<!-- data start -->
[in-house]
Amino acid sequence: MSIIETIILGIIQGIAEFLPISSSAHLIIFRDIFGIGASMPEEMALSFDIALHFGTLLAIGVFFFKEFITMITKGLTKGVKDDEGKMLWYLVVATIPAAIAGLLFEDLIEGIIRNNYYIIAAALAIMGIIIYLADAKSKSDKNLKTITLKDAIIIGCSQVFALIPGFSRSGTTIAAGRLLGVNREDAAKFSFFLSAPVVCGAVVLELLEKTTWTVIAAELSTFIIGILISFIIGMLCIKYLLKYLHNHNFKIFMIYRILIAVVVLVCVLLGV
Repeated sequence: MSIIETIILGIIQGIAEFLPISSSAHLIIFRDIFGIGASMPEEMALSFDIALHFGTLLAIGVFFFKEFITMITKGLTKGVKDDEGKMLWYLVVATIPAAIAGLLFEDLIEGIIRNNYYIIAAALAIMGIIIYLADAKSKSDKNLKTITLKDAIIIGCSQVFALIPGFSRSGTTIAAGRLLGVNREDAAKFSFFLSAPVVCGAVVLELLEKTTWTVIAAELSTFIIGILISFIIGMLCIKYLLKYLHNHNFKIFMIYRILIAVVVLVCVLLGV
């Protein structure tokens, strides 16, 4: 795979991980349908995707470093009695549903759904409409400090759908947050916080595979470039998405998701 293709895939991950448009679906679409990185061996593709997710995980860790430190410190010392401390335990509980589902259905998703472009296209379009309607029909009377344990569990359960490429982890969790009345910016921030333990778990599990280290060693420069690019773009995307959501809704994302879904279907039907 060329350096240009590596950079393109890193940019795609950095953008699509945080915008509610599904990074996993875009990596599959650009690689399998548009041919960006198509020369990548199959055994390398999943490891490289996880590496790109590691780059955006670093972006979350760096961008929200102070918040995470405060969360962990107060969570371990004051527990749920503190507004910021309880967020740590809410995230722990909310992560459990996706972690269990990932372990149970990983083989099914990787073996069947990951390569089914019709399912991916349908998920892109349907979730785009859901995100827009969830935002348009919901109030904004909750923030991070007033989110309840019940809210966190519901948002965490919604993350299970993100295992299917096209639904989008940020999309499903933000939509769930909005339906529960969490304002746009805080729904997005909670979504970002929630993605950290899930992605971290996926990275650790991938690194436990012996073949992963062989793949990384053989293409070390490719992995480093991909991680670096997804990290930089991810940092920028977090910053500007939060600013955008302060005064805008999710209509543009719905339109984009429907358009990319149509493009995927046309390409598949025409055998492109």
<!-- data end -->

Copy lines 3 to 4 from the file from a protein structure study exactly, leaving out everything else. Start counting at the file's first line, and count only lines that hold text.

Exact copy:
Repeated sequence: MSIIETIILGIIQGIAEFLPISSSAHLIIFRDIFGIGASMPEEMALSFDIALHFGTLLAIGVFFFKEFITMITKGLTKGVKDDEGKMLWYLVVATIPAAIAGLLFEDLIEGIIRNNYYIIAAALAIMGIIIYLADAKSKSDKNLKTITLKDAIIIGCSQVFALIPGFSRSGTTIAAGRLLGVNREDAAKFSFFLSAPVVCGAVVLELLEKTTWTVIAAELSTFIIGILISFIIGMLCIKYLLKYLHNHNFKIFMIYRILIAVVVLVCVLLGV
């Protein structure tokens, strides 16, 4: 795979991980349908995707470093009695549903759904409409400090759908947050916080595979470039998405998701 293709895939991950448009679906679409990185061996593709997710995980860790430190410190010392401390335990509980589902259905998703472009296209379009309607029909009377344990569990359960490429982890969790009345910016921030333990778990599990280290060693420069690019773009995307959501809704994302879904279907039907 060329350096240009590596950079393109890193940019795609950095953008699509945080915008509610599904990074996993875009990596599959650009690689399998548009041919960006198509020369990548199959055994390398999943490891490289996880590496790109590691780059955006670093972006979350760096961008929200102070918040995470405060969360962990107060969570371990004051527990749920503190507004910021309880967020740590809410995230722990909310992560459990996706972690269990990932372990149970990983083989099914990787073996069947990951390569089914019709399912991916349908998920892109349907979730785009859901995100827009969830935002348009919901109030904004909750923030991070007033989110309840019940809210966190519901948002965490919604993350299970993100295992299917096209639904989008940020999309499903933000939509769930909005339906529960969490304002746009805080729904997005909670979504970002929630993605950290899930992605971290996926990275650790991938690194436990012996073949992963062989793949990384053989293409070390490719992995480093991909991680670096997804990290930089991810940092920028977090910053500007939060600013955008302060005064805008999710209509543009719905339109984009429907358009990319149509493009995927046309390409598949025409055998492109």